Occasionally, the NCS Ed Tech News blog has guest writers. This week Karen Pollard, our PFAA Theater and Performing Arts Chair has created a piece sharing her recent experience using Edmodo.
I just had a great experience using Edmodo in my Acting II class – and no one is more surprised than I am!
Before I tell you about it you should know that as an acting teacher I’ve been very concerned and confused about how to integrate technology into my Drama classes. I’ve been worried that it would take stage time away from my students and plunk them down in front of a computer. I realize that our school has recognized and acknowledged the need to have an increased focus on expanding our student’s access to and understanding of technology and I think that’s extremely important. But I always worry that implementing a common direction for all will force the art classes (which are steeped in classical arts practices) to create inorganic strategies in the classroom that may not enhance a hands-on artistic environment.
So – why did I create this assignment? Well, first and foremost our students need it and this movement is clearly happening. The second reason (and the funnier one) is because this is an evaluation year for me and I had to come up with professional goals, so I came up with one related to technology. The assignment was very simple. I filmed my student’s final performances of their Shakespearean monologues. I uploaded them to YouTube and then pasted the links onto Edmodo. I booked the Media Center for a day and got them all online. I had all the students pick one other student to formally critique (using my rubric for terminology) and then they were required to respond to three other formal critiques after having viewed those pieces as well. I was a little nervous about this day because it was outside my comfort zone. I have no problem teaching teenagers to fall in love, kill or kiss each other on stage – but computer classes? No way!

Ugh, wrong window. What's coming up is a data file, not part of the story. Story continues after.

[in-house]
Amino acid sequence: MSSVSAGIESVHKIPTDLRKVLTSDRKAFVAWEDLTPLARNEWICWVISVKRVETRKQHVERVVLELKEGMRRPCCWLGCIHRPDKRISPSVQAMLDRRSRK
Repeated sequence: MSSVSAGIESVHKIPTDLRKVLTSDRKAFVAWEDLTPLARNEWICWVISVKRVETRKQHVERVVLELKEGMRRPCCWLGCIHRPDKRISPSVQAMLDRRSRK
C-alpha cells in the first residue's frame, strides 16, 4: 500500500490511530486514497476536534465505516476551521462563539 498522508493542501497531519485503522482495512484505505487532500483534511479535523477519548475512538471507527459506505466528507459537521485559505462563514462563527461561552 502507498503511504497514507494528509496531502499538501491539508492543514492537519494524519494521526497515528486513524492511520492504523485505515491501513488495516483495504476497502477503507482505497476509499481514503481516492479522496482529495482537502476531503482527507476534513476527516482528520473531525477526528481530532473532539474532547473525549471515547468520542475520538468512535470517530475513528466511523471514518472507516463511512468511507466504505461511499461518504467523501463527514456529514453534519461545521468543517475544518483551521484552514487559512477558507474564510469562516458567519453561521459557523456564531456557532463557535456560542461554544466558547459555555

Here’s what I didn’t expect. The crazy, positive energy the kids felt when they watched themselves on YouTube. They felt like stars. They also felt a heightened sense of importance and responsibility to be thorough with their critiques because it was being posted publicly. When I asked them to discuss the value of this assignment the next day in class the overwhelming assessment was the lesson was “so cool.” They said they were far more engaged than they would have been if this were a traditional writing assignment.
The other unexpected benefit of this assignment was it actually bought an entire week of stage time for my kids. I have always taken a week to view their performances in class and then openly discuss aspects of each piece. Now I can add a class exercise and they get more time to develop their skills on stage. I know this won’t work for everyone but I thought I would share a tiny success.
Theatre Arts Department Chair
Natomas Charter School Performing and Fine Arts Academy